Out in the Open·Full Episode

Breaking Silence

For months, we've been hearing countless people speak out about sexual assault and harassment, as part of the #MeToo movement. As a whole, it can look very emboldening. But for the people who choose to go public and make their voices heard, that empowerment can come at a great personal cost. This week, Piya asks: What does it take to break your silence?

This week, Piya asks: What does it take to break your silence?

People carry signs addressing the issue of sexual harassment at a #MeToo rally outside of Trump International Hotel on December 9, 2017 in New York City. (Stephanie Keith/Getty Images)
Listen to the full episode54:00

For months, we've been hearing countless people speak out about sexual assault and harassment, as part of the #MeToo movement. As a whole, it can look very emboldening. But for the people who choose to go public and make their voices heard, that empowerment can come at a great personal cost. This week, Piya asks: What does it take to break your silence?

Here are the stories from this week's episode...

The psychological battle for women who go public about sexual violence

Silence can protect survivors of sexual assault and allow them to heal. Or it can isolate them, and let shame fester. So it can be hard to know when to break it. Lauren McKeon and Manya Whitaker both took several years before going public about their alleged assaults. They speak with Piya about why it can take someone so long to come forward.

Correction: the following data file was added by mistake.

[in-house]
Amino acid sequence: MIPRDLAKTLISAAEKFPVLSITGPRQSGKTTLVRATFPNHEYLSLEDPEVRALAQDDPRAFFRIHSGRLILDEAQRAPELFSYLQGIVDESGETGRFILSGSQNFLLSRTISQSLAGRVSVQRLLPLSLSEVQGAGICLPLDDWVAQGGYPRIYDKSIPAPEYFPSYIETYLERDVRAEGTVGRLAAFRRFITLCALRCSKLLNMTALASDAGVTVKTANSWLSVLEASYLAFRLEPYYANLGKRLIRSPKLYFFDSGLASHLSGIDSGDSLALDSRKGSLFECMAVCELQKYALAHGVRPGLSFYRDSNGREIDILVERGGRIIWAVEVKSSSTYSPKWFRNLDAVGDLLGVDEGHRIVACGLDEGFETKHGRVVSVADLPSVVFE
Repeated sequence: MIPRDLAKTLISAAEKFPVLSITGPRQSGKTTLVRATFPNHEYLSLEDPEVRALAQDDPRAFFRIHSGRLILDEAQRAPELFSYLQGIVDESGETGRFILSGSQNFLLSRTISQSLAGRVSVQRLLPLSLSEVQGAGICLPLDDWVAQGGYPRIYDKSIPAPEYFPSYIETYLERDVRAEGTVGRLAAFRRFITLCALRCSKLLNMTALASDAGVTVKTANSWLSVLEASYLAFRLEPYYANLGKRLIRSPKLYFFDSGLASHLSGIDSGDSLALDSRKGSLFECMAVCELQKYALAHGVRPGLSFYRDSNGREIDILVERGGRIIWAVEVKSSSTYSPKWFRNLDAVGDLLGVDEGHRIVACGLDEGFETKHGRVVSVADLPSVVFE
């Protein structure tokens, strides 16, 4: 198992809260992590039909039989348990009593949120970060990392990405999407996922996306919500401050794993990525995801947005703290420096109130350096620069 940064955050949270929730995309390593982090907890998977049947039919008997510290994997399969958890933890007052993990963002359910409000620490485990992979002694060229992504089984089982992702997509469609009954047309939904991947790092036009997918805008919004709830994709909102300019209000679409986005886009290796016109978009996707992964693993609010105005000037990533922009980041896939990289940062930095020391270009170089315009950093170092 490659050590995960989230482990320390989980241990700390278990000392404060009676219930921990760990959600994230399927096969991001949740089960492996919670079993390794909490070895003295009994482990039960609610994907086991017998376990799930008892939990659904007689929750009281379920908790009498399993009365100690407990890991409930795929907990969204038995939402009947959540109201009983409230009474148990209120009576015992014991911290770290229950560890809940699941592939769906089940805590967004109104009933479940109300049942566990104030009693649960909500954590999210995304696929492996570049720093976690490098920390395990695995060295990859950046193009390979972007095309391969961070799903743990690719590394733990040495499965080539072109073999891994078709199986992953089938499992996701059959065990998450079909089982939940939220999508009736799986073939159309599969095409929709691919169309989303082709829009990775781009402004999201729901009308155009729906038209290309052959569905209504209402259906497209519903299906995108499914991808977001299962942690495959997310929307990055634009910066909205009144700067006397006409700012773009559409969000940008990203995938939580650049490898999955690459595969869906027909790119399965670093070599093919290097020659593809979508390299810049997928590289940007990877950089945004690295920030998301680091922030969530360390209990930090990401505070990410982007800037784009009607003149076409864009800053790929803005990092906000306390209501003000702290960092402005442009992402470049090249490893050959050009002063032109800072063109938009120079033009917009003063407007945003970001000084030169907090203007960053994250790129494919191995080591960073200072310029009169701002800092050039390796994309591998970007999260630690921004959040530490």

'I stood alone in pain': A residential school survivor on breaking silence about his abuse almost 30 years ago

Back in the 1980s, Ted Quewezance of the Keeseekoose First Nation spoke out about the sexual abuse he suffered as a young boy at residential school, long before Canada began a national conversation about truth and reconciliation. He tells Piya about the process of breaking silence to himself, his family, his community, the country... and the backlash he faced along the way.
 

When you're deaf, it's hard to admit you don't like it, says woman who got cochlear implants

Bev Biderman was born with a hereditary hearing impairment. She started to lose her hearing as a small child, and by the time she turned 12, she was totally deaf. Then, in her mid-40s, Bev learned that cochlear implants could help her perceive some sounds. She tells Piya about her tough choice to get the implants, and grappling with opposition to them from within the deaf community.
 

This environmentalist didn't speak for 17 years to learn how to listen to his opponents

Environmentalist John Francis took a vow of silence because he worried that he'd stopped listening to people. It was supposed to last one day... but instead, he remained silent for 17 years. John speaks with Piya about how the experience deepened his understanding of the world around him, and why he chose to speak again on Earth Day 1990.


This episode of Out in the Open originally aired on February 25, 2018.

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